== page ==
Elderly welfare system (14 reports). Besides the issues of reforming and developing the system of the Institutional care service, one of the alternate solution of the problem of increasing specific share of elderly people in population structure and necessity to care of them is the model in which non-governmental organizations will fill in the gaps of age care services left by the state system of guardianship. In our opinion, the idea stated in the report of Zhou Y. is a very important observation (Zhou, 2014). It is said in the report that traditionally care services treat the elderly as targeted objects. But the elderly have selfness. They are actors as well, that is why it is necessary to start interacting with them and not to affect.

Relations between generations (12 reports). Having excluded the aspects which were mentioned in the article earlier a number of reports underlines still important role of older people in transferring cultural experience and behavior models between generations.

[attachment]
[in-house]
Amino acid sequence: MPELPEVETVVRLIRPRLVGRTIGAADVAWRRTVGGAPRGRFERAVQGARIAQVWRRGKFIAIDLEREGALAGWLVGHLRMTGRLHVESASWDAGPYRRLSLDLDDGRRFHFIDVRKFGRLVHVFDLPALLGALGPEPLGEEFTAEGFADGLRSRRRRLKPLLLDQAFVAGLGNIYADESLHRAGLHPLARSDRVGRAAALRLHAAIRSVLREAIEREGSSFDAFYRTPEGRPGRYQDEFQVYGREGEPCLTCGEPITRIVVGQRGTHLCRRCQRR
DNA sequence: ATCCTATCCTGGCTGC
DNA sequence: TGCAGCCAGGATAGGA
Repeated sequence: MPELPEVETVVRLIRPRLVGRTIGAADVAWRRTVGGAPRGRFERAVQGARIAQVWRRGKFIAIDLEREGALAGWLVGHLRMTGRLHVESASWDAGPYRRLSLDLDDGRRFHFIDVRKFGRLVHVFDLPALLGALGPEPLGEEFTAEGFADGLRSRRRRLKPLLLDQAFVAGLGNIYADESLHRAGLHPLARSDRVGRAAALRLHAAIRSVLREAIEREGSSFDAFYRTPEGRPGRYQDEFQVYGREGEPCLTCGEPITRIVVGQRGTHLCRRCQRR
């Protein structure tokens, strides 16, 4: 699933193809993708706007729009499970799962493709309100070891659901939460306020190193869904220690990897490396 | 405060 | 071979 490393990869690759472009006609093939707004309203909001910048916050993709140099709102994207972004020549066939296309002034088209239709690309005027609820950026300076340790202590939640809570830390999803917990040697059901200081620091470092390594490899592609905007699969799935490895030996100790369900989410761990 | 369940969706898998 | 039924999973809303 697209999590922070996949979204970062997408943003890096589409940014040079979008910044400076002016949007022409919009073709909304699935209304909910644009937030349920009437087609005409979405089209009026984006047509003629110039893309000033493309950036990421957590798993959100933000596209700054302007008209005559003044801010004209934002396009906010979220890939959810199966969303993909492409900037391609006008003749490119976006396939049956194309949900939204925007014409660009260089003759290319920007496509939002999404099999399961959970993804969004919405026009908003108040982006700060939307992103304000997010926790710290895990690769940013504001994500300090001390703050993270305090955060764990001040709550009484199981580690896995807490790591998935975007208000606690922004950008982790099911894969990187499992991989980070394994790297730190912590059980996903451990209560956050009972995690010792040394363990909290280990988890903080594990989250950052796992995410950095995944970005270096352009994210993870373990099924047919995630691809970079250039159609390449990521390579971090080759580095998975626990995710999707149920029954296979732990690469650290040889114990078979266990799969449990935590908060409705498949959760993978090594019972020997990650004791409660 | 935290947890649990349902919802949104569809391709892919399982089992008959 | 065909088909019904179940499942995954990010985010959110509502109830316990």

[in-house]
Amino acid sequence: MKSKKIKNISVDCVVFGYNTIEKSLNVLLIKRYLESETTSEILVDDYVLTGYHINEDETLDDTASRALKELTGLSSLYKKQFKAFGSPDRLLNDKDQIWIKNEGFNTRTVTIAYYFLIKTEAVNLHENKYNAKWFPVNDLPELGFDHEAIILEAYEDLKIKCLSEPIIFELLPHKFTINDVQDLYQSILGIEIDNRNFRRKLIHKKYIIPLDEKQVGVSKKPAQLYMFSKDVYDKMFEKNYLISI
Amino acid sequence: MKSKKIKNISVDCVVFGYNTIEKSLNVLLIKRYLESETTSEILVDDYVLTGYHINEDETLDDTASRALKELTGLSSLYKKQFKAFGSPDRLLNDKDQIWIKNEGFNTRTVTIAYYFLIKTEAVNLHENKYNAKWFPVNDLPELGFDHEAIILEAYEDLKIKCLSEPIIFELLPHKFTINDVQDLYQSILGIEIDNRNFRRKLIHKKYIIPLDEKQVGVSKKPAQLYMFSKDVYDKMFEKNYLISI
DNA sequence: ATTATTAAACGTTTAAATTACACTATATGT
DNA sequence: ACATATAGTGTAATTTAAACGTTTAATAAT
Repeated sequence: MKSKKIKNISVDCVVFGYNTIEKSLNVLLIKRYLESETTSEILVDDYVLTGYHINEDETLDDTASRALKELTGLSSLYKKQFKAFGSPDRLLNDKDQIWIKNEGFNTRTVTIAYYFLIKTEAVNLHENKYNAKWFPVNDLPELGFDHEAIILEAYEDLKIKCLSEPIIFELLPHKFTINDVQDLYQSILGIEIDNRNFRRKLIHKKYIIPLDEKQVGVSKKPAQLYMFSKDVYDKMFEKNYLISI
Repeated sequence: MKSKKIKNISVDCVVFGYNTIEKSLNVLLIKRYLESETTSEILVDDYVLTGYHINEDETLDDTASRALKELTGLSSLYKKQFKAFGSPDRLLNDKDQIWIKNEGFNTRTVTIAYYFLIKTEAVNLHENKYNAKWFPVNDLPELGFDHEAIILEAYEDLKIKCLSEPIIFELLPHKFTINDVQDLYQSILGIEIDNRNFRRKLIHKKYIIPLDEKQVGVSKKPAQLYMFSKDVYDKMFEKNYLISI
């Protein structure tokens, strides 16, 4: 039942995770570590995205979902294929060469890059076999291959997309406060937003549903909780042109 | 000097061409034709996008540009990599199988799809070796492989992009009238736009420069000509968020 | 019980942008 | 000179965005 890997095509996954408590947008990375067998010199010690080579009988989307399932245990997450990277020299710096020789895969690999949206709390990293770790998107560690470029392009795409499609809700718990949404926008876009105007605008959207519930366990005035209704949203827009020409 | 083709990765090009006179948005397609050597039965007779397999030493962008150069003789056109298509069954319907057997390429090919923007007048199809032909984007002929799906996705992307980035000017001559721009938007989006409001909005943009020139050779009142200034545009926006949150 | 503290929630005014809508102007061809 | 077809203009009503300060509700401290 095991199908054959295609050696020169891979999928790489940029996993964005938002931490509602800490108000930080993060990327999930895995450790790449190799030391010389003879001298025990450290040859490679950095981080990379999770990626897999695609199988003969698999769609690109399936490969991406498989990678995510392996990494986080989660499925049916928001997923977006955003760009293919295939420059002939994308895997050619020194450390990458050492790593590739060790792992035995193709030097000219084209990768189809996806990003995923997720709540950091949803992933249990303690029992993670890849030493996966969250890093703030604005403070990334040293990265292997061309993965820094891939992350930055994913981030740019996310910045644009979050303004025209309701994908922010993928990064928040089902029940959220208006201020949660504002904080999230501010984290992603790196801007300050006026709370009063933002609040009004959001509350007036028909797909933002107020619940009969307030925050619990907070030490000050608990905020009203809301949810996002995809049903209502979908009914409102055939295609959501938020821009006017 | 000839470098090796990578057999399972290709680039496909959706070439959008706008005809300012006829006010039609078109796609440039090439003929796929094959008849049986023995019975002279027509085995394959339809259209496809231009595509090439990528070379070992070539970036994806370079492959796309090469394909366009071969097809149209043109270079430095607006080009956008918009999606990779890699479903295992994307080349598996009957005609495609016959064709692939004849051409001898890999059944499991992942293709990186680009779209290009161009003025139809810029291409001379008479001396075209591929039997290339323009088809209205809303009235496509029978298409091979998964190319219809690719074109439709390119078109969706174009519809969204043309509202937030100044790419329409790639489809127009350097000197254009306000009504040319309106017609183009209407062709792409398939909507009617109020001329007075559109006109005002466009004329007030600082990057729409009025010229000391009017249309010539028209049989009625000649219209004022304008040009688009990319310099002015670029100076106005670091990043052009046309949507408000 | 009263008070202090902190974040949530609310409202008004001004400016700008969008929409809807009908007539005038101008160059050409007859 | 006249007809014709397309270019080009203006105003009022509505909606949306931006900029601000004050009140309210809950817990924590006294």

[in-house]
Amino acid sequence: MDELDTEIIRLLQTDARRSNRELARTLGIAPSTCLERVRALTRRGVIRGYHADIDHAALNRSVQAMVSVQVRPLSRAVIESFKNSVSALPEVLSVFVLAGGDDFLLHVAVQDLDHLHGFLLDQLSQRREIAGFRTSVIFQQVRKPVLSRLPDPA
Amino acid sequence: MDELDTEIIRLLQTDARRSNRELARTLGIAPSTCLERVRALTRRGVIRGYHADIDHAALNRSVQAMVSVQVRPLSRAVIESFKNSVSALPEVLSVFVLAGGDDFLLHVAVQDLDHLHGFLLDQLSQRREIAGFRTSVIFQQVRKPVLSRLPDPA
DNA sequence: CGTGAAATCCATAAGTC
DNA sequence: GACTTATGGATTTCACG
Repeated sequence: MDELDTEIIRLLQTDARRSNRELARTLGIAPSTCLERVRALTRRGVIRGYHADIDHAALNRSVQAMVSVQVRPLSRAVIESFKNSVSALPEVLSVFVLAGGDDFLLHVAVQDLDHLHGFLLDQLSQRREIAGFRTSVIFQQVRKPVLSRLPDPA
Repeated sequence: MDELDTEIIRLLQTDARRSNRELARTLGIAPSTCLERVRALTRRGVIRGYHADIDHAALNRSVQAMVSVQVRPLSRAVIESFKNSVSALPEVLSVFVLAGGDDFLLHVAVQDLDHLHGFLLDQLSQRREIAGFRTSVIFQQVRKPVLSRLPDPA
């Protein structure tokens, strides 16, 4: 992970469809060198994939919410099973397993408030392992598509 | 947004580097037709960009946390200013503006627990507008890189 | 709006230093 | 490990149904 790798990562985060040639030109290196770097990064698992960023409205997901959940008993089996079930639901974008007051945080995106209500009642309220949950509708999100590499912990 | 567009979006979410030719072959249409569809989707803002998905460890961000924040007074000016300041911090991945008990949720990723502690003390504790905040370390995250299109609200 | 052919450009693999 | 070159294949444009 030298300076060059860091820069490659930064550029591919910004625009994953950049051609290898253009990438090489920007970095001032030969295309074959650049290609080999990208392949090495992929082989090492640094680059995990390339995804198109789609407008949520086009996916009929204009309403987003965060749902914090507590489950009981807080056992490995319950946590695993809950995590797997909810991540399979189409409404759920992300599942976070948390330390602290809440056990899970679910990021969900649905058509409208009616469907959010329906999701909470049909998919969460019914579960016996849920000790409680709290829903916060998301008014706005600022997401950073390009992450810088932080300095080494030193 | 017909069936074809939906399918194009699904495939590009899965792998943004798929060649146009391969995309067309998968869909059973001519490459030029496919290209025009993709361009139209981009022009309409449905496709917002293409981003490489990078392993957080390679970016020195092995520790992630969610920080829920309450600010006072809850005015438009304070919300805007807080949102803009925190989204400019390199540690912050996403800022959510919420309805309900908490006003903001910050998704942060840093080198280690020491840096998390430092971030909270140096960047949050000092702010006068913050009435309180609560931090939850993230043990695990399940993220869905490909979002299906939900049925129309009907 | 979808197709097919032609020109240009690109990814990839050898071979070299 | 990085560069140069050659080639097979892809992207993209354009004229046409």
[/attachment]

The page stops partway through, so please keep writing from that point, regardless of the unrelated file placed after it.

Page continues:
Subjective wellbeing (3 reports). In particular, on the example of the Chinese society it is established that the subjective sense of wellbeing in old age depends on the following factors: having a spouse, constant good relations with other relatives and friends, full recreational activity, a satisfactory health condition, constant physical activity, satisfaction with the current economic and social situation, and being optimistic to the future. The results also assume that the stimulating factors such as social and economic status and quality of social communications greatly influence the level of subjectively perceived wellbeing of elderly people (Xu, 2014).

Subjective experience of aging (5 reports): Here are both subjective emotional stress for body changes, and specifically female experience of age matching, a mode of dressing, and influence of cultural distinctions on the process of aging.

The importance of communities and personal relationships for older people (5 reports): The common feature of these reports is the statement that social participation, for example, as a part of social groups, is a key to a healthy and active aging.

Immigrants at advanced age (3 reports). All the reports consider the issues of economic and social situation of elderly immigrants.

Ageism – discrimination on the basis of age (5 reports).